Feb. 27, 1943 – Berlin was declared “Judenrein” and a FabrikAktion started to round up all remaining Jews, including those working in the “needed” jobs; the SS went to the work places, not the homes, to pick up the Jews. Weidt couldn’t help any more. Inge remembers when they rounded up the workers for the last time, one worker, Rosa Katz, said “Ich hab noch nicht eine Jacke fuer die Reise” (I do not even have a coat for the trip); Inge gave Rosa her jacket. On Christmas Weidt brought her a new jacket. He was a very sensitive person. When she and her mother went into hiding, they didn’t know what to do with the furniture, so he suggested taking it to the workshop, and he did (later to be stolen). He hid a few workers in the workshop, which later were found as someone was talking about that with a Jewish “spy” who worked for the Nazis. There were several who did that – Inge did not want to talk about it; she only mentioned Stella – a famous informer who turned in many, whom she said she (Inge) wanted to kill after the war.
After the deportation, Weidt sent 150 parcels to Theresienstadt , which were very important for the inmates of the camps. Documentation for these exists in the museum. In May 1944 Alice Licht his secretary, was sent to Birkenau. She wrote Weidt a postcard saying they are taken to Auschwitz and threw it from the train. Apparently, somebody found it and sent it. Weidt went to Auschwitz, brought money and clothes, found a way to bribe a guard to give her a letter saying where she can find clothes and money (hid somewhere in town) and let her out, and this is how she was saved.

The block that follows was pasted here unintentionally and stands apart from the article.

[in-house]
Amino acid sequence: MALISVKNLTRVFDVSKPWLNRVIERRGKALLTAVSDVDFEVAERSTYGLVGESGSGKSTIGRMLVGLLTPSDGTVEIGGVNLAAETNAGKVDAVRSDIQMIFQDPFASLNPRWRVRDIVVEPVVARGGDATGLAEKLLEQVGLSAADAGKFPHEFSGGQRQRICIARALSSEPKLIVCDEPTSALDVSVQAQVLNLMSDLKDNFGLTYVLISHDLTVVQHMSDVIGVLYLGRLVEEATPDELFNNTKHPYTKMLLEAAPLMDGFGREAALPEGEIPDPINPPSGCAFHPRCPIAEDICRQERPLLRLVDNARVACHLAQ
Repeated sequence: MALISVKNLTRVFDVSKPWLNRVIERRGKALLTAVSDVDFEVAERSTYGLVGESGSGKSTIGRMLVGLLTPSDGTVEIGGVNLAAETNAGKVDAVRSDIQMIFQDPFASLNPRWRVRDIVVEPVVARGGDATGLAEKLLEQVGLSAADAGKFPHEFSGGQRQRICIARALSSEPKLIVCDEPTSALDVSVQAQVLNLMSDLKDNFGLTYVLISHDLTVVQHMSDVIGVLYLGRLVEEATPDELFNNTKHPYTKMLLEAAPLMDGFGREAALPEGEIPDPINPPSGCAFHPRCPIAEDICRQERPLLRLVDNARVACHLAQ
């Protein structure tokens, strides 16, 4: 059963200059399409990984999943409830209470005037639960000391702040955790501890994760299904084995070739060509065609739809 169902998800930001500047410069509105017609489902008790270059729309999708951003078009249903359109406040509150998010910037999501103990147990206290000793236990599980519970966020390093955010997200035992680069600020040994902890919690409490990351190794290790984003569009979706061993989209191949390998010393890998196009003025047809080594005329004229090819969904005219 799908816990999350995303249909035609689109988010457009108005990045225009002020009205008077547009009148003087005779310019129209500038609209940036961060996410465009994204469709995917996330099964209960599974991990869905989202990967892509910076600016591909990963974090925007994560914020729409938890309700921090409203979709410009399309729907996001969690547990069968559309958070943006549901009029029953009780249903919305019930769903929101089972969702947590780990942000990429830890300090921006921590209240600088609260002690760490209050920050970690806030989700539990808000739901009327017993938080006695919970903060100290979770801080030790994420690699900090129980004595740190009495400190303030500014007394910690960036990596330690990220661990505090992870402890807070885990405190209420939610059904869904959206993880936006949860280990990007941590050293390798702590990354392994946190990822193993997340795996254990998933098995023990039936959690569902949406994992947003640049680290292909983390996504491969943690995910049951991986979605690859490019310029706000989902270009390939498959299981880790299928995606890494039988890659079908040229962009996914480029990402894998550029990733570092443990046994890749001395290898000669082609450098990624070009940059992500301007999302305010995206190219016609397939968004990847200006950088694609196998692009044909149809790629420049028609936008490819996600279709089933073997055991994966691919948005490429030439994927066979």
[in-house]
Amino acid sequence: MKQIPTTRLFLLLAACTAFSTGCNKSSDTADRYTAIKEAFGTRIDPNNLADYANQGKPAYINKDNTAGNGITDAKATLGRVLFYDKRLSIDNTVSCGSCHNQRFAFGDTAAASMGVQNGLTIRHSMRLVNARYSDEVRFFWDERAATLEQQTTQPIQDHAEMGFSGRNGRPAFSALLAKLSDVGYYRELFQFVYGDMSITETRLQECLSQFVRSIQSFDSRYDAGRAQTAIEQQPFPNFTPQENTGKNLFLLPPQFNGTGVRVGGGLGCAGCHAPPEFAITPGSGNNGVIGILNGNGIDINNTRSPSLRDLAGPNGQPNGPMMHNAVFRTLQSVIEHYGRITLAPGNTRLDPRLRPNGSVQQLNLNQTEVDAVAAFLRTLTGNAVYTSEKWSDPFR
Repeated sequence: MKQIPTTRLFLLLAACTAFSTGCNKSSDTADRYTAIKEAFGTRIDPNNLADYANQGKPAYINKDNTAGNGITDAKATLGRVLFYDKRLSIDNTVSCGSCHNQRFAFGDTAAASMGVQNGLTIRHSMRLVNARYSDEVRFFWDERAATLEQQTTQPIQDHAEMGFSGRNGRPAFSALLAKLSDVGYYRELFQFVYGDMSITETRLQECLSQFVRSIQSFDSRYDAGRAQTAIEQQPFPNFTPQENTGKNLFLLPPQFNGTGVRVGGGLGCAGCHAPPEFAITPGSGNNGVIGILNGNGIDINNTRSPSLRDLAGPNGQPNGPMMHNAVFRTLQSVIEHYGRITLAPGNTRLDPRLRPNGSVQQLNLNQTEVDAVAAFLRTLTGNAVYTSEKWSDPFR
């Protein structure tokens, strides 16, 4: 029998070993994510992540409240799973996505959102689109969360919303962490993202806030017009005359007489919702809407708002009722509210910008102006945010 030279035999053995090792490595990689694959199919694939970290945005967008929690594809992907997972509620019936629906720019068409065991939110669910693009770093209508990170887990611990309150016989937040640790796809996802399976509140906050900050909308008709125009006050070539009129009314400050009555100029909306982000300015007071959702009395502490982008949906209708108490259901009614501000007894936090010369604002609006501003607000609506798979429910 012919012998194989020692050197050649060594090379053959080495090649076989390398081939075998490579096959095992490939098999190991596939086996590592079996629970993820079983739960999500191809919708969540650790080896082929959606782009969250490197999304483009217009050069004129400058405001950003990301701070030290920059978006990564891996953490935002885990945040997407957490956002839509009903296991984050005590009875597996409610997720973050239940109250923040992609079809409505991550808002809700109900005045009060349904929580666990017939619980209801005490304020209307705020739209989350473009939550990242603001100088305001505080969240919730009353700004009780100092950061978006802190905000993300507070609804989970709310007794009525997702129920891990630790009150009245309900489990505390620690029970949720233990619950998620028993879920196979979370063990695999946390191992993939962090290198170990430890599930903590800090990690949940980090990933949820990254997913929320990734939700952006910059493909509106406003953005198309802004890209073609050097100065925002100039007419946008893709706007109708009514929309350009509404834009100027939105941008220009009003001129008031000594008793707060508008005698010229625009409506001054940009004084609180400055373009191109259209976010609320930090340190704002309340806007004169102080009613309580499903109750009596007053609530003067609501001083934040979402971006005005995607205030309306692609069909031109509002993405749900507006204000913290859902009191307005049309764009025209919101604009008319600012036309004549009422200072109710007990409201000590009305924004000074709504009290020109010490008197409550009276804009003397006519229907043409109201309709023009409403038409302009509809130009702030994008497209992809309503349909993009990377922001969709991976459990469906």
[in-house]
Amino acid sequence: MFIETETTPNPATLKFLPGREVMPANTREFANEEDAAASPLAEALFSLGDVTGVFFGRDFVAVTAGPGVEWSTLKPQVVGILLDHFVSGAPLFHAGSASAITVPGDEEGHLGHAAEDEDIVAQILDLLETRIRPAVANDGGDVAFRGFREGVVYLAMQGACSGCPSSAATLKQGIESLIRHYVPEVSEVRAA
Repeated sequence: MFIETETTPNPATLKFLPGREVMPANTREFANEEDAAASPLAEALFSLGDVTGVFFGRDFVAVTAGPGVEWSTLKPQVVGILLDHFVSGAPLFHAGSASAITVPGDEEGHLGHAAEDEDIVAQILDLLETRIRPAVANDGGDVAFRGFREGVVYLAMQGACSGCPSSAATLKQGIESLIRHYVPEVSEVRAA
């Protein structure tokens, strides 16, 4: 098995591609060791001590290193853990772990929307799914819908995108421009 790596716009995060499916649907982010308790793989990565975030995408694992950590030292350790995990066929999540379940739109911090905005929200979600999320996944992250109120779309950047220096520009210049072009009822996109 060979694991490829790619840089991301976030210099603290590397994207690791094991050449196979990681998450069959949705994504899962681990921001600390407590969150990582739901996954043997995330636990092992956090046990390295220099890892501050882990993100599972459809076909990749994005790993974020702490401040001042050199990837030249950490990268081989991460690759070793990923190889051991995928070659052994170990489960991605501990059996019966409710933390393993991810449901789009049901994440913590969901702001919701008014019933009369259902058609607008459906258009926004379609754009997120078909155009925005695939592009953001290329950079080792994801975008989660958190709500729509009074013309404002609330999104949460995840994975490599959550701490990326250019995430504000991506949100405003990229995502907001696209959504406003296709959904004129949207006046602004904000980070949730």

Paula Silberberg, her husband Max and their daughter Edith (age 16) and Ingeborg (age 13) were deported to Theresienstadt on February 2, 1943 with an Altertransport (transport of old people) in a group of 100 deportees. Theresienstadt was not a “regular” concentration camp. It was first designed as a place for old people, which the Nazis duped into depositing all their assets and “move” there. Eventually they sent not just old people to Theresienstadt. The camp was managed by the Jewish leadership. People worked there both in forced employment and in running the routines of the camp. It was also a showcase for the Nazis and at one point a delegation from the Red Cross from Geneva visited and was shown the cafes and cultural activities undertaken there.
How and why did the Silberbergs end up in Theresienstadt rather than sent directly to Auschwitz? We don’t know. In one document from Theresienstadt in which Paula’s name appears, she is listed as a “worker” (“arbeitaerin”).